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  • Writer's pictureTravis Cesarone

Can electrified breathalyzers detect THC?

Updated: Dec 15, 2022

Testing cannabis impairment at the roadside is arguably non-viable. Companies use various strategies to detect THC and THC metabolites. However, state-of-the-art processes are not currently faster than conventional methods.


Testing THC on the roadside


Classic roadside tests use a physical exam and a police officer's assessment of the driver, known as the Standard Field Sobriety Test (SFST.) Otherwise, officers use modern analytical devices that test body fluids for THC or THC metabolites. Impairment is challenging to quantify, though.  The plant's intoxicating ingredient, tetrahydrocannabinol (THC), is lipophilic and stays in the body much longer than the impairment itself.


Dr. Evan Darzi, co-founder and CEO of ElectraTect, holds a Ph.D. in Organic Chemistry and spoke to Uprooted Concepts to discuss the viability of breath.If you're testing urine or blood or hair samples, even saliva samples, the time windows that indicate a positive result that somebody has THC in their system can kind of range up to 48 hours to several weeks after impairment. And there is a poor correlation to the timeframe of four to five hours in which a person would be intoxicated.

If you’re testing urine or blood or hair samples, even saliva samples, the time windows that indicate a positive result that somebody has THC in their system can kind of range up to 48 hours to several weeks after impairment.
So we’re not actually testing if somebody’s actively impaired at the time of testing, and this can lead to all kinds of issues — false prosecution, loss of employment, and even imprisonment in some cases. — Evan Darzi, Ph.D.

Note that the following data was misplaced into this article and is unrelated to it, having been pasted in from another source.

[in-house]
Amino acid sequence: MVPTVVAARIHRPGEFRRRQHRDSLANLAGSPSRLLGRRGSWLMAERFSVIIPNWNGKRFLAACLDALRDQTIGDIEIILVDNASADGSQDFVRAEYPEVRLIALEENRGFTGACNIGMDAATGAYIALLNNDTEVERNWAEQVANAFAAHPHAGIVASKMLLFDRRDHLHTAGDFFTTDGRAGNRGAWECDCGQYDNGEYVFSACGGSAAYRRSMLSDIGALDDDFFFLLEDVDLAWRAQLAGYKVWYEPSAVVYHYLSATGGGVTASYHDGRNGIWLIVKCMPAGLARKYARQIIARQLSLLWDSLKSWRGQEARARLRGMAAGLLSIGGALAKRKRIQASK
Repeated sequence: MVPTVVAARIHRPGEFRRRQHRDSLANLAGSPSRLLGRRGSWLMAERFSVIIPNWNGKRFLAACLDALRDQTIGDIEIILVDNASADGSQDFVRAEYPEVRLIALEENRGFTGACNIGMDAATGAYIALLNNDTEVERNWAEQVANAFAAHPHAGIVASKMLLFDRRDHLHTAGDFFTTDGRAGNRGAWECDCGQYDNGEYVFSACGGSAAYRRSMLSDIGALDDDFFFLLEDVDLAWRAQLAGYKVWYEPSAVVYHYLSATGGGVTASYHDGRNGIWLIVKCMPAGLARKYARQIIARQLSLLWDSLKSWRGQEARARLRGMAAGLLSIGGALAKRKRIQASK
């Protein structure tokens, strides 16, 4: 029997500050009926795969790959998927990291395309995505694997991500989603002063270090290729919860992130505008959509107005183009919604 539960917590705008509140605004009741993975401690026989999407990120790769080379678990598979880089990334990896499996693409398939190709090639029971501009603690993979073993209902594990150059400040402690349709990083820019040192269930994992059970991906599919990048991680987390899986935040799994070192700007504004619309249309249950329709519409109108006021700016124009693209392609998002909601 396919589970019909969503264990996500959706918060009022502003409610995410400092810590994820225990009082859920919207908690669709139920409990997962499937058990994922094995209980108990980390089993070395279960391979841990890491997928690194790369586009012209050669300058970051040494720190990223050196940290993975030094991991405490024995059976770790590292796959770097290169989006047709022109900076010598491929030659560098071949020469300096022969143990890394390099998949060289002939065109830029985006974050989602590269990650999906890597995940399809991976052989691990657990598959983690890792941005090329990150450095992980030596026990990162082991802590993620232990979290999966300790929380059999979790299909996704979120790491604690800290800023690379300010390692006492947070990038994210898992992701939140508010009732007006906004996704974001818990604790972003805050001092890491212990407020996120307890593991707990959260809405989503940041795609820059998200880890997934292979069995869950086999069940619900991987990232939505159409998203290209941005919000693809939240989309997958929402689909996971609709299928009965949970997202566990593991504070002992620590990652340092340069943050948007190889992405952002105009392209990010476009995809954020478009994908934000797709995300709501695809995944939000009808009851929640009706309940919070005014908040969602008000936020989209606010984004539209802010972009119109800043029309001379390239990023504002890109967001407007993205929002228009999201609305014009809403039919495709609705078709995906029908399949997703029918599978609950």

Detecting breath


Blood and oral fluid, classic bodily fluids collected by officers, are insufficient due to THC’s disposition time. Methods used to collect blood by injection, or spit by mouth swab, are also invasive.

Our initial goal was to see that breath is a better medium than traditional body fluids. And then it was just backing out what kind of tech would be the best for breath testing. So the obvious analogy was to look at how an alcohol breathalyzer works and see if we can develop some chemistry and materials that can act as a plug-and-play sensor. — Dr. Darzi.

Photo courtesy of ElectraTect.


ElectaTect’s breathalyzer for THC compares to conventional breath testing devices for ease of detection. But the chemistry is wildly different.

If we harken back to an alcohol breathalyzer, what’s happening in that system is you blow ethanol into this sensor. A chemical reaction happens, an oxidation reaction. Ethanol oxidizes to acetic acid, so basically, vinegar. 
That’s a four-proton and four-electron process that generates a current. And then, the amount of current is proportional to the amount of ethanol going through that sensor. Ethanol is much more volatile, so it comes out in your breath in a higher quantity. And it’s a much smaller molecule so that less side oxidation can happen.  — Dr. Darzi.

Making use of THC oxidation


Cannabis breathalyzers run into problems. Compared to alcohol, THC is a larger molecule consisting of functional groups. The molecule is, therefore, prone to oxidation. While ElectraTect’s device is arguably too slow for reliable roadside use at this time. Their device utilizes oxidation and creates colourful cannabinoid quinones with electricity.

The first thing we needed to figure out was a clean oxidation at only one predictable site. And a [reaction] that was going to lead to some change either in the electronic or colour — optical properties.
Our original idea was to develop oxidation chemistry. So we took to the literature to look at the THC molecule and hypothesized that this chemistry would work with THC. — Dr. Darzi.

Roadside convenience


Saliva test mechanisms, such as the Dräger DrugTest® 5000 and Abbott SoToxa systems, come with operational limitations. The time it can take an officer to run an analysis can extend ethical concerns. Defence lawyers suggest that a person should not be held for inspection before a positive result for longer than eight minutes. ElectraTect does not necessarily, however, provide a solution with a shorter operational procedure.